aws sts get-caller-identity
aws --region eu-north-1 eks list-clusters

Spark on EKS

Apache Spark supports Kubernetes as scheduling backend for Spark application. Use the following commands to run Spark on EKS:

# Build Docker image(s) for Spark, PySpark and SparkR.
(cd components/spark && make build)

# Setup service account for Spark
kubectl apply -f components/spark/deployment/serviceaccount.yaml

# Submit example application (SparkPi included in the default Docker image)
(cd components/spark && make submit)

Makefiles use Spark 3.0.1.

PySpark on EKS

The components/spark-pyspark/ folder has an example for how a PySpark application can be executed on an EKS cluster. Use the following commands to try it out:

# NOTE: Requires Spark Docker images from previous section.

# Build Docker image with the PySpark application embedded into it
(cd components/spark-pyspark && make build push)

# Submit the application to EKS
(cd components/spark-pyspark && make submit)

JupyterLab with PySpark on EKS

The components/spark-jupyter/ folder has a setup that allows you to run PySpark code via JupyterLab interface on the EKS cluster (JupyterLab runs as pod, PySpark driver runs inside JupyterLab pod, PySpark executors run as separate Pods).

Use the following commands to start JupyterLab with PySpark code running on EKS:

# Prerequisites: Spark images and service account have been created.

# Deploy required resources
make deploy-spark | cfn-monitor

# Build the JupyterLab image
(cd components/spark-jupyter/ && make push)

# Start JupyterLab instance as pod (edit executor counts & sizes in the pod config
# as required)
kubectl apply -f components/spark-jupyter/deployment/pod.yaml

# Forward JupyterLab and Spark UI ports
kubectl port-forward jupyter 8888 4040 >/dev/null 2>&1 &

# Find JupyterLab secret link (choose one with as the IP)
kubectl logs jupyter

# Open the link in your browser, start writing Spark code

Logging with Fluent Bit

The components/logging/ contains a Fluent Bit setup for forwarding logs from pods to CloudWatch Logs. The included configuration enriches each log line with Kubernetes metadata and outputs the logs in JSON format. Use the following commands to setup Fluent Bit logging:

# Deploy fluent-bit as a daemonset to every node
kubectl apply -f components/logging/deployment/

You can find pod container logs from CloudWatch Logs.


Amazon EKS can execute pods in AWS Fargate. make deploy-simple creates a Fargate profile for namespace fargate by default. Use the following commands to setup Fargate profile(s) for other namespaces:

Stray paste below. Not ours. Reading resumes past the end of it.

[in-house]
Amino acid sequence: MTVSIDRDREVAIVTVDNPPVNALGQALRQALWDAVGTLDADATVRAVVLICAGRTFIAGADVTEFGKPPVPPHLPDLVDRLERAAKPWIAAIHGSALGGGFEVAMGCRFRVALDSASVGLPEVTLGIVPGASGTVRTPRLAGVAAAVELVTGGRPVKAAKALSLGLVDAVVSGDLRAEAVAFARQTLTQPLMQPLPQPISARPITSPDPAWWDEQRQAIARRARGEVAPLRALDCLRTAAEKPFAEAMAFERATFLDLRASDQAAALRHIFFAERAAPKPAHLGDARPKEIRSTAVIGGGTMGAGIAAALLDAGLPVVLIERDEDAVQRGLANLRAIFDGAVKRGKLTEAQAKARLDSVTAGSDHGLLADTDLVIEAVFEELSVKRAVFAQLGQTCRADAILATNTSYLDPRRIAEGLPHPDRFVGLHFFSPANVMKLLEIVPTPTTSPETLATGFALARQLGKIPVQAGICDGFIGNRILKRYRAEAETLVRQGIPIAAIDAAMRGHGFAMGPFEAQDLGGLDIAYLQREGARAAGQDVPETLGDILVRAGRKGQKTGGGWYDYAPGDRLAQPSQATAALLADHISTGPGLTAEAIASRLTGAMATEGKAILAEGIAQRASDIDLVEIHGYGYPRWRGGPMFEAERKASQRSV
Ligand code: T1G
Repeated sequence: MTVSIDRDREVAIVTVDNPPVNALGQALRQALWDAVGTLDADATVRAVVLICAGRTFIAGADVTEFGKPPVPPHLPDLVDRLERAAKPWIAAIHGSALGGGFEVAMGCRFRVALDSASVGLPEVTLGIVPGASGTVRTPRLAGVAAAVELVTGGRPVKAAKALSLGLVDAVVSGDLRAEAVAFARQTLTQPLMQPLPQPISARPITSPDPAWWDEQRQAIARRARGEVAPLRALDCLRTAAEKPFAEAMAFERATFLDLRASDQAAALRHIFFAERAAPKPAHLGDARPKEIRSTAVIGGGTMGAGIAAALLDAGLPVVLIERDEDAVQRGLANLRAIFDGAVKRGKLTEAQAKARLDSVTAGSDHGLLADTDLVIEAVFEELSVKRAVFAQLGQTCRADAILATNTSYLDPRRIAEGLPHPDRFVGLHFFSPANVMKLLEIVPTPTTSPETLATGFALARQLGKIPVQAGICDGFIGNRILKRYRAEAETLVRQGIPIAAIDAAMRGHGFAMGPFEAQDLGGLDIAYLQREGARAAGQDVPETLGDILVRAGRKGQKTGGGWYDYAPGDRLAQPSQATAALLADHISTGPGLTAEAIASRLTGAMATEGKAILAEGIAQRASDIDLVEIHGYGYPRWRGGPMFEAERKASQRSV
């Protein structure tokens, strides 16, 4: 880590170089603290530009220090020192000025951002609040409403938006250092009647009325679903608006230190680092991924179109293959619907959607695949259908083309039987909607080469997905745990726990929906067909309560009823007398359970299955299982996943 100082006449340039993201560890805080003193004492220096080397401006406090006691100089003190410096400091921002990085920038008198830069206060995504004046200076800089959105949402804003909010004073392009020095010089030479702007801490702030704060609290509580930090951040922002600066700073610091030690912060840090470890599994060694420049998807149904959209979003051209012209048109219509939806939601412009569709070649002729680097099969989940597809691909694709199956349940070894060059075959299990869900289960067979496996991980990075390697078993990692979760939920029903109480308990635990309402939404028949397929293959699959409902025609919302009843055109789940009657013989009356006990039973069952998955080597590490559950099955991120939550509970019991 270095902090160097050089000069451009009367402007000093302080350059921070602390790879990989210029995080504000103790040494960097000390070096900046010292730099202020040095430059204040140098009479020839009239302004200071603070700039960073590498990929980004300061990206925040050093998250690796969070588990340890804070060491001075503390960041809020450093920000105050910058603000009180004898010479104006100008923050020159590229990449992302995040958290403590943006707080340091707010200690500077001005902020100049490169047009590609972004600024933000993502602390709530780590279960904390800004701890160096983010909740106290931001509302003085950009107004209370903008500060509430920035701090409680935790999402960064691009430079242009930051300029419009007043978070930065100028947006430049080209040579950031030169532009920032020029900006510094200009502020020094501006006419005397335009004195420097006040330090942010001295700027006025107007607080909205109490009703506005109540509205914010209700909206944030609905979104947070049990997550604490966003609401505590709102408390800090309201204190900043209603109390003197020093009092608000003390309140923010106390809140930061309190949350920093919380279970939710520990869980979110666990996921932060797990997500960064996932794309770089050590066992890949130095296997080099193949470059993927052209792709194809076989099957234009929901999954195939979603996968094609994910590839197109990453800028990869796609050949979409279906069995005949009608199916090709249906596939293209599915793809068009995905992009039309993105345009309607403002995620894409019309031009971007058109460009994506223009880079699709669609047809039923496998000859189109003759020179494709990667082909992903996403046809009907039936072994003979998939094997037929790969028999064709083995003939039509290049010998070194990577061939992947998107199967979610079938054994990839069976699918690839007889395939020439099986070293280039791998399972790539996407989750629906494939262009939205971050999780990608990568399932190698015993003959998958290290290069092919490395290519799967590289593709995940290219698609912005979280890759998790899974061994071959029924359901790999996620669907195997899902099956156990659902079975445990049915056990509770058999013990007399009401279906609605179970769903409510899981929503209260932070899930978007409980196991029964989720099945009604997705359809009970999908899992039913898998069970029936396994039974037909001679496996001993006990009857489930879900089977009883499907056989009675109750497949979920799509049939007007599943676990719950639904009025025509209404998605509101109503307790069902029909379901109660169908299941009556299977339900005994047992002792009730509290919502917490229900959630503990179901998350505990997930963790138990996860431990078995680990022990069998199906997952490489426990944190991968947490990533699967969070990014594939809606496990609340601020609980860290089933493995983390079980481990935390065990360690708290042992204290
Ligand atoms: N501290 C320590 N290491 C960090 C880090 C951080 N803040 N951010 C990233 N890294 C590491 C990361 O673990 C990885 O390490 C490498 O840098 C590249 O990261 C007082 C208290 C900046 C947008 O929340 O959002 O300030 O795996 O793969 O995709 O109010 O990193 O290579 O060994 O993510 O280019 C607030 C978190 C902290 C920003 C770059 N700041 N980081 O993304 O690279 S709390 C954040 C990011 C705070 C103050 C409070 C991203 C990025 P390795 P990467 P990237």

# Execute kube-system pods in Fargate & move coredns there
make deploy-fargate-profile-kube-system

# Execute all pods from the 'default' namespace in Fargate
make deploy-fargate-profile-default

Once done, Amazon EKS will schedule pods in the given namespace(s) to AWS Fargate instead of EC2 instances.


Execute the following to enable FluentBit logging in Fargate:

kubectl apply -f components/logging-fargate/deployment/

Once done, logs from Fargate pods will appear to CloudWatch.


Important Notes

  • ARM instances are not available in eu-north-1 region. Use a different region (e.g. eu-west-1).
  • You'll need Docker with buildx plugin. If your docker does not have the buildx command, install it with these instructions (but download latest version instead).
  • ARM is not supported by the following components
    • Cluster Autoscaler (added in 1.20.0)
  • Other components included in this setup work with ARM.

EKS supports Graviton2 instances as compute. Execute the following to deploy ARM64 compute to your cluster:

make deploy-nodegroup-arm

Docker Images

You'll need to build multi-arch Docker images to run them on ARM64 architecture. Makefiles in this project contain targets for doing that. Here are some examples:

# hello-world
(cd components/hello-world/ && make build-arm)

# spark
(cd components/spark/ && make build-arm)

# Pyspark script
(cd components/spark-pyspark/ && make build-arm)

# JupyterLab container
(cd components/spark-jupyter/ && make build-arm)

These commands initialize binfmt support for ARM64 architecture, configure docker buildx with ARM support, builds the service image for both ARM64 and x86_64 architectures and pushes both images to ECR as a multi-arch image. See respective Makefiles for details on the commands we use.

Note: Building ARM images is very slow on non-ARM machines. They also download / upload much more data to / from ECR. You should use AWS Cloud9 with e.g. m5.xlarge instance for builds to complete in somewhat reasonable timeframe.

Once images are built as described above, they can be deployed to both x86_64 and ARM64 compute as detailed earlier in this document.


Delete hello-world Deployment gracefully (to ensure ELB gets terminated):

kubectl delete -f components/hello-world/deployment/

You'll need to empty all S3 buckets and ECR Repositories before they can be deleted. You might also want to check that no ELBs were left running.

Delete stacks:

# Delete everything
make cleanup-simple

# If deployed (empty out the bucket first)
make delete-spark | cfn-monitor

# Delete ECR repositories (clean the repositories manually first)
make delete-ecr | cfn-monitor


The contents of this repository have been scraped together from the following sources:

Other configs based on examples available in Kubernetes Documentation and other random sources in the internet.


A collection of notes / configs / scripts / resources to try out Kubernetes in Amazon EKS.

License:MIT License